It seems we’re talking each other to death. The latest scaremaking the rounds — really, it’s just an old bugaboo revived andrefurbished — is the theory that talking on a cell phone will giveyou brain cancer.
Now, I’ve involuntarily heard enough cell phone conversations tofully believe that too much time on the cell can rot the brain — atleast the brains of the folks who discuss their intimate lives inthe checkout lanes at WalMart.
Still, the loquacious manifestation of cerebral insufficiency isa long, long stretch from glioma. one is annoying. The other isdownright scary.
Cancer can kill you.
And given half a chance, it will.
So when the New York Times starts running stories that implythat time on the phone with your brother-in-law could do more thanjust bore you to death, folks notice. and when the organizationmaking the claim advises the World Health Organization, peoplestart thinking about reinstalling land lines and writingletters.
But this is a case where reading the whole story goes a long waytoward untying the knots in your stomach. The International Agencyfor Research on Cancer has classified cell phone use as a“possible” cancer cause.
Also on that list are fuel oil, gasoline, coffee, pickledvegetables and talcum powder.
“Possible” means just that — they can’t rule it out but there’snot enough evidence to say it will, or even that it’s likely to. Inshort, it ain’t necessarily so.
Still, in a lot of ways, possibility is more frightening thancertainty. The verdict is in on cigarettes and asbestos, so we knowwell enough to avoid them. But baby powder?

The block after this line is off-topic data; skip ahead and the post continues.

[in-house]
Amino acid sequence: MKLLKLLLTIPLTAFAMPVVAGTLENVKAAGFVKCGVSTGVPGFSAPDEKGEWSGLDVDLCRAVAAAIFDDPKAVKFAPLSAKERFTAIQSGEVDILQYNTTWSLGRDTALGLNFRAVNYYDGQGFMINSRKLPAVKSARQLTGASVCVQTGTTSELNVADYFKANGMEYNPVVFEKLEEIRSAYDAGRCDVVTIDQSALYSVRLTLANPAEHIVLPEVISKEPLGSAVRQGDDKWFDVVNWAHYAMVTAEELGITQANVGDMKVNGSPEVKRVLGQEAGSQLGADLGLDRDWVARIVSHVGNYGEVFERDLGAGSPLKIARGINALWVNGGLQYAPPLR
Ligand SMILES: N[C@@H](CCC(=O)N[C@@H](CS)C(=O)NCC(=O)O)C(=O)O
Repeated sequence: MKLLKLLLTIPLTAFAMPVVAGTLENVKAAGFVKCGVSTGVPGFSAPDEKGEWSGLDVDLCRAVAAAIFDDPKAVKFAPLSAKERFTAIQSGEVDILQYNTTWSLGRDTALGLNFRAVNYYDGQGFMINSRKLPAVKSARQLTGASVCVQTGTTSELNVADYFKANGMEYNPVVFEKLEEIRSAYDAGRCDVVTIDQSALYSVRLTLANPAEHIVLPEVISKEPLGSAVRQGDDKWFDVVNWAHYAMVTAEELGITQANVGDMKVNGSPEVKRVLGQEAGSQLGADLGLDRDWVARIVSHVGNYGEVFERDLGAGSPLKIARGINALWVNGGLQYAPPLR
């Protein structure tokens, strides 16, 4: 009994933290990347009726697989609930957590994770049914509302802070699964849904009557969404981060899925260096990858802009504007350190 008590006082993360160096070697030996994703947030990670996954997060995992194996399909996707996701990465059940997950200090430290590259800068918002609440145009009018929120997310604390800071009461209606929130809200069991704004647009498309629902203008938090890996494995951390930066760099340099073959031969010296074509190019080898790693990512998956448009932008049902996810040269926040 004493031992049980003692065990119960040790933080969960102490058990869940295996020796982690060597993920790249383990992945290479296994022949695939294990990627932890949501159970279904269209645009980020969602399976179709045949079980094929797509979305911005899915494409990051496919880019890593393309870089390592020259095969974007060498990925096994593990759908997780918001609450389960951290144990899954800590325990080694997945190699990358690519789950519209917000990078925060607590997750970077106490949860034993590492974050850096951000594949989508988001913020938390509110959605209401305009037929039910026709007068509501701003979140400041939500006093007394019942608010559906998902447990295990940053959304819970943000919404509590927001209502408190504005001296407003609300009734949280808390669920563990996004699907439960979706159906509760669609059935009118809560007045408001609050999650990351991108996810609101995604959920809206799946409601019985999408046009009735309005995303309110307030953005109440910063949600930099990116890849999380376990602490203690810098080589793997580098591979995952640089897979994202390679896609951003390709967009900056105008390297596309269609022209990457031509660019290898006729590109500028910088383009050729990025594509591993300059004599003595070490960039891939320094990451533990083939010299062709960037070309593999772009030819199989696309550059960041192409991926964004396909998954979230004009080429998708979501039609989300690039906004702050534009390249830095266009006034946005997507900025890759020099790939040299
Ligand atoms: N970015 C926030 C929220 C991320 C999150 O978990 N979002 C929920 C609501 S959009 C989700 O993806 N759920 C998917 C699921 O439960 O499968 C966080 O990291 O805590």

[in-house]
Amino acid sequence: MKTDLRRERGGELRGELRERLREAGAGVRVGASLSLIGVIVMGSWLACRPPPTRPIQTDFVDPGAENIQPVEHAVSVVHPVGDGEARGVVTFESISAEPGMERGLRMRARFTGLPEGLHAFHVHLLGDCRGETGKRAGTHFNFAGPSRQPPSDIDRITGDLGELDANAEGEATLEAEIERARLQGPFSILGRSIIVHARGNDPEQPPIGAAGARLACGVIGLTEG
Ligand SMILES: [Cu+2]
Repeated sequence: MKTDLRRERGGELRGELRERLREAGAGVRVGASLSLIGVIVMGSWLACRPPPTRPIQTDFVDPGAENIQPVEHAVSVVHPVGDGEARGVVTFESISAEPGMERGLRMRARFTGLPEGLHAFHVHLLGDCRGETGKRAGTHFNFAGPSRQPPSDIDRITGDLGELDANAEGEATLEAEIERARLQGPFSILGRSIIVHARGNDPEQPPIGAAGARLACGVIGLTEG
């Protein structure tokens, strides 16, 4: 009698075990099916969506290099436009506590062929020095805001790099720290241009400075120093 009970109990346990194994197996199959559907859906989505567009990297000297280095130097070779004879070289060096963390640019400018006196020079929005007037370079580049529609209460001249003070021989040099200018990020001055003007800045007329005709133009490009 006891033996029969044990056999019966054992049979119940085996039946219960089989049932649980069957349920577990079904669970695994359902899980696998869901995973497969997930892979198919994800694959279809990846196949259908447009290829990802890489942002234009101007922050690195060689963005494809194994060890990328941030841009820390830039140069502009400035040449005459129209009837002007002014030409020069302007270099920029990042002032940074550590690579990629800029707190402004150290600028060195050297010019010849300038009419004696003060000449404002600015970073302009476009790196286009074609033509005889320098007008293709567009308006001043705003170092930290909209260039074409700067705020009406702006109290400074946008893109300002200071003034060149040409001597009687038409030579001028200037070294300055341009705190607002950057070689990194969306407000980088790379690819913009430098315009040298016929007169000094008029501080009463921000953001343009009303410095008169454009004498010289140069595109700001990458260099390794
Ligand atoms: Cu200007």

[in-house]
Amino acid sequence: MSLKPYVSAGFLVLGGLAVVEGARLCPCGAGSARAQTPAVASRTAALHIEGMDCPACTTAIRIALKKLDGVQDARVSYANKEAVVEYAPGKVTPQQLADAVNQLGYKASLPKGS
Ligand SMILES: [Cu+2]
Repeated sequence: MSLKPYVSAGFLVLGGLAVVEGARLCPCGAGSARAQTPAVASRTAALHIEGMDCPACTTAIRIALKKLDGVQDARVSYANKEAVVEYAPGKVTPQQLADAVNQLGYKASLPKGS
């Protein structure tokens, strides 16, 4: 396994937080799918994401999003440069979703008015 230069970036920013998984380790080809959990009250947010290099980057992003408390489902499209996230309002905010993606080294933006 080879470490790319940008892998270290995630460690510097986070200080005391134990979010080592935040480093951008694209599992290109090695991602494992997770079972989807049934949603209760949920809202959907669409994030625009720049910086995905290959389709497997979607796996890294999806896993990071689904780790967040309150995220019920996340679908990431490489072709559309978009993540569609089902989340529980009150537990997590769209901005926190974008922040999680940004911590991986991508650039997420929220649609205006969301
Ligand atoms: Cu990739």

That’s the spooky thing about cancer. On film, Ingmar Bergmanfamously depicted Death as a chess player. Cancer, I would venture,is closer to playing the slots: Hit on a certain combination offactors and claim the jackpot no one wants to collect.
Some diseases are easy — dodge the bug, kill the bug and you’rehome-free. keep your cholesterol down and your arteries clean andthe ticker keeps ticking. If we know the cause and can predict theeffect, we feel we understand, that we have some control, even whenthere’s little or nothing to be done.
So when the phone rings we can’t help but wonder if there isn’ta better reason not to answer than to avoid an unpleasant talk withanother bill collector. We eat broccoli and drink green tea with anappetite fueled by hope and fear in equal parts. We get scoped andprobed, irradiated and examined, hoping to tilt the scale just atad in our favor.
And just when we think we have things figured out, we read thatsomething else is “possible.”
Something else to make that daily wager more complicated. Anagging reminder that nothing in life is a sure bet.
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